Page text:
In the mail last week I got an invitation to a party celebrating the fact that Boston Power is shipping its first generation of lithium-ion batteries.

Conclusion: If timing is everything, Boston Power has great timing. This is the startup company I wrote about in the March issue of IEEE Spectrum that began looking for money to fund development of a safer, more reliable, lithium-ion battery just before the big Sony battery recalls of 2006. It probably would have gotten funded eventually without battery flameouts being in the news, but Sonyâ''s problems certainly didnâ''t hurt.

Now, after keeping a fairly low profile all year, Boston Power is about to send lithium-ion batteries to as-yet-unidentified laptop manufacturs who will quickly be installing them into computers and shipping them out to consumers. And the company also announced product developers can order batteries for evaluation from its website.

Which is why the Nanoâ''s troubles are good news for Boston Power. Thereâ''s nothing like a scorched tatami mat or two to make no-meltdown technology just that much more attractive.

Out of Africa: death of the digital divide

Is the "digital divide," one of the most popular technology buzz terms of the decade, dead?

The question was posed to me last night by Eric Osiakwan, an old friend and Internet promoter from Accra, Ghana. Osiakwan is visiting the U.S. to attend a gathering of global geeks convened by Harvardâ''s Berkman Center next week. As soon as we sat down for beers and pizza in Berkeley's Jupiter cafe, he asked me whether I had seen the confession by Jeffrey Sachs, the economist, in the London Guardian.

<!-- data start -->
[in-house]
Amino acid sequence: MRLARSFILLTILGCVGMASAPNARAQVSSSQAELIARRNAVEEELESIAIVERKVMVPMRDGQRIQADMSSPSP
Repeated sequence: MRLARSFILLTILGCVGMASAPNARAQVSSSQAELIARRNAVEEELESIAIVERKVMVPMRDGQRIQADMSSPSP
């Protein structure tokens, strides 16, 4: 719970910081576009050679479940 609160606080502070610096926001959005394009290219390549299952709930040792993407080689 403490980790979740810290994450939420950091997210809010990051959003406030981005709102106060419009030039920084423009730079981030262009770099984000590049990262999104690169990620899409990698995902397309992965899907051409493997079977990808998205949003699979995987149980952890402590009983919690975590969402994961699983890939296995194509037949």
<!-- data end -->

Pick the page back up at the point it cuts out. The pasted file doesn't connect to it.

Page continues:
I had not, so Eric found the piece on my Ipod. Sure enough, Sachs was admitting that for too long he had underplayed the importance of information technology -- computing, communications and the Internet -- in reducing poverty in Africa.

"The digital divide is beginning to close," Sachs opined.

"Extreme poverty is almost synonymous with extreme isolation, especially rural isolation. But mobile phones and wireless internet end isolation, and will therefore prove to be the most transformative technology of economic development of our time," Sachs added.